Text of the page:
Can you regenerate your cartilage?

Mar 08, 2018

Most people believe it’s inevitable for cartilage to go downhill with aging, and that regeneration is improbable if not impossible. Cartilage, after all, doesn’t have its own blood supply to bathe damaged tissue and provide factors promoting regeneration.

Yet I’ve heard from hundreds of people who not only say they have regenerated their cartilage but can prove it. Many of these people have healed old knee injuries and even painful joints caused by osteo- or rheumatoid arthritis. Some had lost so much cartilage that they were experiencing the pain of bone on bone. Many saw knee surgery in their future. 


Cartilage-rich bone broth.  And Vital Proteins Cartilage/Collagen supplement.

Bone broth alone is usually not enough. But if you’d like to try it, you’ll need at least three cups a day of a properly made bone broth that has been cooked from cartilage-rich joint bones. If you’d rather not make that much bone broth for yourself, I recommend Lance Roll’s Flavor Chef brand.

Bone broth is wonderful as the dietary foundation. But a diet rich in broths, soups and stews is better for protecting the health of your cartilage over a lifetime than for regenerating cartilage that has already been seriously damaged. If that’s your case, the fastest and most reliable way to regenerate cartilage is by taking 12 caps a day of Dr. Kaayla Daniel’s Cartilage/Collagen, a product inspired by the research of the late Dr. John F. Prudden.  Don’t expect a quick fix. Slow and steady is the way it works, and Dr. Prudden said to expect to wait at least four months. In our speedy modern world that may not be “fast” but it sure beats “never.”


John F. Prudden MD, DSci lived from 1920 to 1998 and will forever be known as “The Father of Cartilage Therapy.” He was a “doctor’s doctor” who worked with the best and brightest scientists and physicians of his time, published impeccable research in the most respected medical journals, and won the coveted Linus Pauling Award in 1995. Because his cartilage product went off the market after his death, I worked with Vital Proteins to develop a bovine tracheal cartilage product with the same healing power.


At this point, you might be asking how a cartilage supplement could help regenerate your cartilage.

The simplest explanation is “like heals like.”  It only makes sense, after all, that eating cartilage would give the body the key components needed to make healthy new cartilage. For those who would like a more complicated and scientific explanation, here’s how Dr. Prudden explained it to me back in 1997.

Dr. Prudden compared cartilage to “the mesenchyme in a growing fetus.”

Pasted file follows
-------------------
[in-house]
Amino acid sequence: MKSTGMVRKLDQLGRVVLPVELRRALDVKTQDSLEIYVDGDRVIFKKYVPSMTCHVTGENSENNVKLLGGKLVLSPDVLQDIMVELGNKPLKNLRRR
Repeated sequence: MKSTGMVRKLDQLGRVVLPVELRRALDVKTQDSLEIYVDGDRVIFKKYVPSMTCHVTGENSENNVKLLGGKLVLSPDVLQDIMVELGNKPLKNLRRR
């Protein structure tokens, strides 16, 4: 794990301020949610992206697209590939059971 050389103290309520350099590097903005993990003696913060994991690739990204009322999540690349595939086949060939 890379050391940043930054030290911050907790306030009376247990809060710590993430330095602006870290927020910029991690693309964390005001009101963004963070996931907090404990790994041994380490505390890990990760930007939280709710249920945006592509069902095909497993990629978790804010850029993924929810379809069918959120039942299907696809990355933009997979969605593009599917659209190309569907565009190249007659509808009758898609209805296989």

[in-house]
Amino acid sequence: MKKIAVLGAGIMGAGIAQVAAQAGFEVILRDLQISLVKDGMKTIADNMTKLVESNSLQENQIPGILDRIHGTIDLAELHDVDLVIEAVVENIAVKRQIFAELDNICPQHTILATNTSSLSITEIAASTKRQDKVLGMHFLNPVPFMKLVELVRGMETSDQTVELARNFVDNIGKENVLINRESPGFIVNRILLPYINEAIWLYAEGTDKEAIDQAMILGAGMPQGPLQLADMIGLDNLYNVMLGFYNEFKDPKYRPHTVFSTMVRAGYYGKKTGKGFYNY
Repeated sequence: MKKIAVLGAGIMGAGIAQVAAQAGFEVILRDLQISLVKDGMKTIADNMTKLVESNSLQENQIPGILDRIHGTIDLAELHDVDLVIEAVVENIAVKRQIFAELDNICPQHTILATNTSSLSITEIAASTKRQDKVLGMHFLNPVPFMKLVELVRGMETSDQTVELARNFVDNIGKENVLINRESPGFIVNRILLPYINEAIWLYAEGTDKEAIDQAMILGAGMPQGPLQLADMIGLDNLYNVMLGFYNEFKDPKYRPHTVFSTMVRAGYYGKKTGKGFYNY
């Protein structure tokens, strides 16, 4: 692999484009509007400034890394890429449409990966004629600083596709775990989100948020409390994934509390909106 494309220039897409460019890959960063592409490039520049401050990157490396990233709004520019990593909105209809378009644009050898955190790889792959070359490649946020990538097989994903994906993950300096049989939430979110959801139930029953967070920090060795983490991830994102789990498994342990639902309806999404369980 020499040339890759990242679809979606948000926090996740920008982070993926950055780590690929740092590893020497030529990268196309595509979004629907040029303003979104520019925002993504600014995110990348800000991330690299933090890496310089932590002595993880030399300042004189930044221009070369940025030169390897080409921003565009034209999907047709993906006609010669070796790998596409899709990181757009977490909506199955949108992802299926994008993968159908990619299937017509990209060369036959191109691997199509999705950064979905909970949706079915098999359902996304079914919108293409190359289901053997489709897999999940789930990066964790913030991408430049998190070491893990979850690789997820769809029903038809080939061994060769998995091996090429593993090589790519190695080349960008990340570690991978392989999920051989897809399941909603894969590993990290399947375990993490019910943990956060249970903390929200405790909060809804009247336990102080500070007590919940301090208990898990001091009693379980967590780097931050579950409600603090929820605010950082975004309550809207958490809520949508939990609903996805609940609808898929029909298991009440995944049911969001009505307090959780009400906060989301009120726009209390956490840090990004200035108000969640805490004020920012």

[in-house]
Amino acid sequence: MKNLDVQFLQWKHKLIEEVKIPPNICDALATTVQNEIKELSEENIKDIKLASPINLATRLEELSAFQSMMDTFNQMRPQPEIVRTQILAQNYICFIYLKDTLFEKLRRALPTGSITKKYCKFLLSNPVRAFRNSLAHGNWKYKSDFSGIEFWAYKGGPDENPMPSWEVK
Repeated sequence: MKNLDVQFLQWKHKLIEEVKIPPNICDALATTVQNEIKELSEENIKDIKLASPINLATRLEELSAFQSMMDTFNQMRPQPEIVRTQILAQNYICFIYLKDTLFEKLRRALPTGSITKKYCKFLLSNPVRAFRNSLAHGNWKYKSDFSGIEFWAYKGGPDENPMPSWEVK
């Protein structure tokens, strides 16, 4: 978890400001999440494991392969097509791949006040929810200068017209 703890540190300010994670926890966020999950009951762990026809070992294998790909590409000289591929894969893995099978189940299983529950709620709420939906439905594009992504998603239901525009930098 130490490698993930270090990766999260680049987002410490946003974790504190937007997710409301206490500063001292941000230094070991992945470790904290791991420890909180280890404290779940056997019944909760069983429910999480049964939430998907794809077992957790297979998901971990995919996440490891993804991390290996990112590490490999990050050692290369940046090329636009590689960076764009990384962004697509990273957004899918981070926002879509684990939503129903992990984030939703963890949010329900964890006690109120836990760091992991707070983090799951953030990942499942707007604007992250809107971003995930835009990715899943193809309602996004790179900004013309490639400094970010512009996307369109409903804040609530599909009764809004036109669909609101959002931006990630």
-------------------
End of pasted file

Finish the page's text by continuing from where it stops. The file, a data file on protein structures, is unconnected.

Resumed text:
Mesenchyme is a tissue derived from the mesoderm, the layer of primordial tissue in the embryo from which muscles, bones, cartilage, tendons, ligaments, fat and bone marrow develop. Mesoderm, endoderm and ectoderm are the three primary germ layers from which all cells and tissues in the body derive.

Like cartilage itself, mesenchyme consists of a gelatinous matrix with fibers. Because its germ cells are the prototypes for healthy tissue, it comes rigged with maturation factors or bio-directors that tell the body not only how to create cartilage but also bone marrow, the dermis of the skin, the dentin of teeth, and other tissues.

Standard anatomy and physiology textbooks discuss mesenchyme primarily in terms of babies growing in the womb, but Dr. Prudden suggested we consider the four steps that happen every time the human body mends a broken bone.

  1. First the circulatory system cleans up the bony wreckage.
  2. Next undifferentiated — meaning unspecialized cells that are remarkably similar to mesenchyme — settle in, multiply and develop into the specialized cartilage cells known as chondocytes.
  3. The chondrotyes, in turn, produce the cartilage matrix that is needed to fill the gaps and bind the bone fragments together.
  4. As the cartilage calcifies, new bone forms.

This scenario suggests adults can rebuild cartilage although it is rare indeed for it to happen spontaneously in the case of people with serious athletic or other join injuries, osteoarthritis or rheumatoid arthritis.

Dr. Prudden, however accomplished it with many of his patients using bovine tracheal cartilage. And he published his results in major medical journals.  

What’s your experience with broth and cartilage?  Please share in the comments below.

For a more complete discussion and full references on the science of broth, read chapters 1-21 in the book Nourishing Broth: An Old-Fashioned Remedy for the Modern World, by Sally Fallon Morell and Kaayla T. Daniel (Grand Central, 2014).

Don't ever miss a blog

Subscribe to stay Up-To-Date